You are being redirected to the story the piece of content is found in so you can read it in context. Please click the following link if you are not automatically redirected within a couple seconds:
en/csos-call-on-govts-brands-suppliers-to-urgently-mitigate-health-economic-impacts-on-60-million-garment-workers-bearing-brunt-of-covid-19-crisis#c206028

South Asia: HomeNet Charter of Demands calls for interventions to protect home based workers from fall out of COVID-19 crisis

Author: HomeNet South Asia , Published on: 2 April 2020

“COVID-19: Impact on Home-Based Workers in South Asia, Charter of Demands by HomeNet South Asia”, 31 March 2020

South Asia, while not one of the first regions to be hit by the virus, has seen a steady climb in cases…Leading international organisations and health experts have recognised that South Asia is particularly vulnerable to the pandemic due to the large swathes of population that live in constricted spaces and the lack of widespread and competent medical facilities…

Apart from the health epidemic, nations, from the South Asian region, are also staring at an economic epidemic … [i]t is, again, the most vulnerable that face the most economic uncertainty. Without the backing of social security nets, informal workers are at the risk of slipping into a vicious cycle of poverty without access to income, food supplies, water and sanitation, efficient healthcare and reliable and feasible financial support.

Within the category of informal workers, home-based workers (HBWs) are some of the most vulnerable … It is estimated that South Asia is home to over 50 million home-based workers, a majority of whom are women.

Short-Term, Immediate Interventions

  1. Income support – including cash transfers and cash handouts …equal to the monthly minimum wage of the country/ state … for at least three months …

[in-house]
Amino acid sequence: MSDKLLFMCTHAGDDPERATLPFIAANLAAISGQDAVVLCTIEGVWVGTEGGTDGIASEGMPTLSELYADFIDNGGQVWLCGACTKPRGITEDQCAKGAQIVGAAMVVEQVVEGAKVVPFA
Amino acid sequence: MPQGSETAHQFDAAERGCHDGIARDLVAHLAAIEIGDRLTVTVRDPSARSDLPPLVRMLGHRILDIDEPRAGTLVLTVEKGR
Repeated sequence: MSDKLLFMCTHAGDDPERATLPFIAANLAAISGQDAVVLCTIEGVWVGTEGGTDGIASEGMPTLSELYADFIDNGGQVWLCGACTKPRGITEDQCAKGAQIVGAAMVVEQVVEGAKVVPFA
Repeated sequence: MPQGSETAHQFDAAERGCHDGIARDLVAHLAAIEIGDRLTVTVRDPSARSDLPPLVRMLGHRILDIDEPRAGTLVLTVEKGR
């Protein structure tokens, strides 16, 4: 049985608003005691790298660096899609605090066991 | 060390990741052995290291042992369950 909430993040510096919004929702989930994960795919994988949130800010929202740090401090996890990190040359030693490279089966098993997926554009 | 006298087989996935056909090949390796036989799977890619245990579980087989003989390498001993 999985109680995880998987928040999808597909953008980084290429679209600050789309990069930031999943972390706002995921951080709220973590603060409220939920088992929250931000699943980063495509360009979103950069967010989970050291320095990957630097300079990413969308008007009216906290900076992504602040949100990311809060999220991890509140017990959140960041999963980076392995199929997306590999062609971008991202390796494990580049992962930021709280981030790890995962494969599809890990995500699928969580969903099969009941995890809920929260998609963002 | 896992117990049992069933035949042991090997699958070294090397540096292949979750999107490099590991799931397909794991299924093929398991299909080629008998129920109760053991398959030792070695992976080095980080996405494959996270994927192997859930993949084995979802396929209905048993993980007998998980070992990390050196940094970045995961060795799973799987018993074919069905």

2. Free rations … to all home-based workers for at least three months …
  3. Door-to-door delivery of services, when needed, including rations, soaps, basic medicines and other protective gear.
  4. Installation of mobile washbasins with water and soap in all low-income communities.
  5. Training and counselling services offered at local clinics, schools and other community spaces to combat the virus.
  6. Access to free-of-cost tests and healthcare facilities at public hospitals.
  7. Disseminate reliable information on emergency numbers and nearby health points to communities …
  8. Access to dedicated emergency services in case of domestic violence or other legal emergencies.

Long-Term Sustained Intervention

  1. Recognition of home-based workers, through policies and laws, will be key in protecting them during adverse situations like the coronavirus pandemic.
  2. Setting up of a Recovery Fund for informal workers including women home-based workers.
  3. Promote local economies through no interest loans and tax exemptions that are extended to home-based workers’ cooperatives and producer companies.
  4. Ensure employers (brands and large corporations) recognise home-based workers as part of their supply chains and that they extend minimum wages and social protection to home-based workers.
  5. Improve access to housing, basic services, public health facilities and childcare for home-based workers

Download the full document here